Our pistachio farming operation and production facilities are located in Hurricane, Utah. We farm 20 acres of trees which adds up to 2,500 individual trees. There is one male tree for every 15 female trees. The male tree produces pollen in the early spring and utilizes the wind to pollinate the female trees.
Pistachios grow in clusters similar to grapes. The hull of the pistachio is called the epicarp. It is about 1/16 of an inch thick and adheres tightly to the hard inner shell until the nut is ripe. When ripe, the epicarp will separate from the hard inner shell. The epicarp will easily come apart and can be peeled off when ripe. The epicarp has a reddish/yellow color during development. The color begins to lighten in September and when ripe, it is a rosy, light yellow.
When ripe, the pistachios fall off the tree when the branches or the tree is given a sharp shake. A mechanical shaker is attached to a tractor and is used to shake the nuts from the tree. A large fishing net is spread under the tree to catch the nuts. The epicarp is removed within 24 hours after the nut comes off the tree to maintain high quality nuts. The hulls (epicarp) are removed by abrasive action in large commercial potato peelers. The nuts are then washed in cold, clean water. During the rinsing process approximately 20% of the nuts will be "blanks" that do not contain any nut meat. These blanks will float in water and are removed and discarded. The nuts are then soaked over night in a saturated brine solution (a super saturated solution of salt). They are then spread out on stainless screens and allowed to sun dry for approximately 3 to 4 days. They are again salted then dry roasted, which helps maintain the delicious, natural flavor of the pistachio nut. Try a store purchased pistachio along with a fresh southern Utah pistachio, the taste difference will surprise you.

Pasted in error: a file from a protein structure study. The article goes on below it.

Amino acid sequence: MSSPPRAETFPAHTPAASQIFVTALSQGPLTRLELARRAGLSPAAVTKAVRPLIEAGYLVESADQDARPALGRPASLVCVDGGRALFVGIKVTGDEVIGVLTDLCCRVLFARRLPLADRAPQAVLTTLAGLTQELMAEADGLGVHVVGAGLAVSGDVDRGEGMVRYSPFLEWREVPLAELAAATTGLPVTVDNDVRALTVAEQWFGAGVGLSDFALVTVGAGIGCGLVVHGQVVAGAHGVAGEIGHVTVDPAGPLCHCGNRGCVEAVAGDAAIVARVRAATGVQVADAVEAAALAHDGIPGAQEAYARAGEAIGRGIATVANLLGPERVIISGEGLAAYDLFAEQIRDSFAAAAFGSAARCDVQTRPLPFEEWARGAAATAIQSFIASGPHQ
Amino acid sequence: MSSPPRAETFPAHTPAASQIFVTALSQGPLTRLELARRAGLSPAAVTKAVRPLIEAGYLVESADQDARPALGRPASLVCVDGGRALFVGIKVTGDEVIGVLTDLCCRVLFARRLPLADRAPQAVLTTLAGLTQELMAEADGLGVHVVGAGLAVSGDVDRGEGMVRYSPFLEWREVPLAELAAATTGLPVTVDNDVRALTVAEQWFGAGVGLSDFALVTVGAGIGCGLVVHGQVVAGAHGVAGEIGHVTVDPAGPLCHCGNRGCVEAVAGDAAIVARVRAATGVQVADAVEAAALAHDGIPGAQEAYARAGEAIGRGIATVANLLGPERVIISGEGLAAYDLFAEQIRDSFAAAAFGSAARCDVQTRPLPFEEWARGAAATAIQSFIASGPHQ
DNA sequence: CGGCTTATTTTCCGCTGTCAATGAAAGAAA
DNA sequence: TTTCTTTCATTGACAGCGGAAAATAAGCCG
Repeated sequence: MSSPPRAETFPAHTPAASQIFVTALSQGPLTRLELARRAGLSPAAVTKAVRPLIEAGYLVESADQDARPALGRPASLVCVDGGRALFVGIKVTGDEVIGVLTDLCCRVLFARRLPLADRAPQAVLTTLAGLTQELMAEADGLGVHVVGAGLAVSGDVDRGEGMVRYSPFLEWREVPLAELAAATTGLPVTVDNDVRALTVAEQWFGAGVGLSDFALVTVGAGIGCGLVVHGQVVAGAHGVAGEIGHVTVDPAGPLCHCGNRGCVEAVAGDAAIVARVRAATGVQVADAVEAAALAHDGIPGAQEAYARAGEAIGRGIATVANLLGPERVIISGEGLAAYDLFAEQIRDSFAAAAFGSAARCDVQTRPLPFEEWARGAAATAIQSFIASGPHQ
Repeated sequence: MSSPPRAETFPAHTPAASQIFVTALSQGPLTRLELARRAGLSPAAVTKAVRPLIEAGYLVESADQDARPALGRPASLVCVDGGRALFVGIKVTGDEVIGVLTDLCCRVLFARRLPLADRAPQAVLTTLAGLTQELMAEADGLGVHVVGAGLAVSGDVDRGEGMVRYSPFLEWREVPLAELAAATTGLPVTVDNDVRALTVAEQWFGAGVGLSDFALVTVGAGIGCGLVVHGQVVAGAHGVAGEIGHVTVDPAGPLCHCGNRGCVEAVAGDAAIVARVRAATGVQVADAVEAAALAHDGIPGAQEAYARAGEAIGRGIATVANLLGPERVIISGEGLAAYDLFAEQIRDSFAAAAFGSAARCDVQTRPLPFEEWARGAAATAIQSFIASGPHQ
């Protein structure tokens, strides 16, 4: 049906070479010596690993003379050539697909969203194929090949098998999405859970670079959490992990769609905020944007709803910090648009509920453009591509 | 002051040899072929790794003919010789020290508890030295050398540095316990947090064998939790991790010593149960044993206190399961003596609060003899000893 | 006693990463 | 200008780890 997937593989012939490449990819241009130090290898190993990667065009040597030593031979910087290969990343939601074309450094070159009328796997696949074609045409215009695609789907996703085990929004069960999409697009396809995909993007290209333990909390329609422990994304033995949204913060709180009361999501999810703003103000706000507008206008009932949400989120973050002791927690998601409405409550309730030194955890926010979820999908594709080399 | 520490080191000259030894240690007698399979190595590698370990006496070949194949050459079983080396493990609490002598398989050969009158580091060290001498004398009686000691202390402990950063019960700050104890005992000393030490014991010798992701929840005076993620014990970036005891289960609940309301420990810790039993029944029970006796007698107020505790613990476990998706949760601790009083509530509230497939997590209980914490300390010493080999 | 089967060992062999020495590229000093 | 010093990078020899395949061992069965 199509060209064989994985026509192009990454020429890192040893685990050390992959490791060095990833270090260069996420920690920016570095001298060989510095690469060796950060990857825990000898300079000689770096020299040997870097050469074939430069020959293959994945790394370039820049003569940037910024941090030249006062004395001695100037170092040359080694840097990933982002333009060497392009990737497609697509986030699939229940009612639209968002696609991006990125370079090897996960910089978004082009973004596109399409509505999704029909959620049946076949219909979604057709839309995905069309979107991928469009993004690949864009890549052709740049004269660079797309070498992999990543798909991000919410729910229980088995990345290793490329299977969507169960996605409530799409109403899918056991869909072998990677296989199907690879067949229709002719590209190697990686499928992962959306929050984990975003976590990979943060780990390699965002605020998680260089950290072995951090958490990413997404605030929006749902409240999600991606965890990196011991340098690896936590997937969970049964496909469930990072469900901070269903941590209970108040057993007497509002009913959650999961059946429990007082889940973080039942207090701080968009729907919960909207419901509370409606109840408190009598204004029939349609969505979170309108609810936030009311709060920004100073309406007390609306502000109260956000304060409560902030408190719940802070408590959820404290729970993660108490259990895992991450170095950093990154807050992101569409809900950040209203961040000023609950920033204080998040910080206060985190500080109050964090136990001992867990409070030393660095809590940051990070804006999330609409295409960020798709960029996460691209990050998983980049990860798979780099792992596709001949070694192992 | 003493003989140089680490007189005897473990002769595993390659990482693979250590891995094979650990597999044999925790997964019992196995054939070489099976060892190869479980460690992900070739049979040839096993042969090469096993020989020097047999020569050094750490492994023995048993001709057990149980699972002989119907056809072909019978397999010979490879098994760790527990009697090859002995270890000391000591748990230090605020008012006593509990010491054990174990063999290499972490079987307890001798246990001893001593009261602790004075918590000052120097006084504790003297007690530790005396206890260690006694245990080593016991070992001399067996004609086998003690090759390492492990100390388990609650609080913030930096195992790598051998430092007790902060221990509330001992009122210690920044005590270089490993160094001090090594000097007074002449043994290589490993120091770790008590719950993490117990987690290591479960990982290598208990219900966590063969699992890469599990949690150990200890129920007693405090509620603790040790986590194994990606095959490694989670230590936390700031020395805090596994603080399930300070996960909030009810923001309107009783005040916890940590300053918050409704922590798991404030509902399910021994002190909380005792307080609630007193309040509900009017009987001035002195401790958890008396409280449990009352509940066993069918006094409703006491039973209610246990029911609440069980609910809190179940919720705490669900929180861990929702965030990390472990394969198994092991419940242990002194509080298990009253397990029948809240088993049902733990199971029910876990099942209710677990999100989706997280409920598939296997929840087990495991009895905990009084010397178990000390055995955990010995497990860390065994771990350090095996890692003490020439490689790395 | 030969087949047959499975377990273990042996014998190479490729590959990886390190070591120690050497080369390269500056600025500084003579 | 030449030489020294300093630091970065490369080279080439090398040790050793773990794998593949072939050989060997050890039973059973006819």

Good pistachio nuts split open while on the tree. About 30% of the nuts will not split. These non opened nuts are separated from the good, split nuts. Only the nuts that have naturally opened on the tree are sold.
Pistachios keep very well if just a few precautions are taken. In general, the lower the temperature, the longer the storage life of the nuts. Pistachios can be held at temperatures up to 68º F without significant deterioration for as long as one year. Prolonged heat turns the oil in any nut rancid. A cool, dry cabinet or a refrigerator are good storage locations.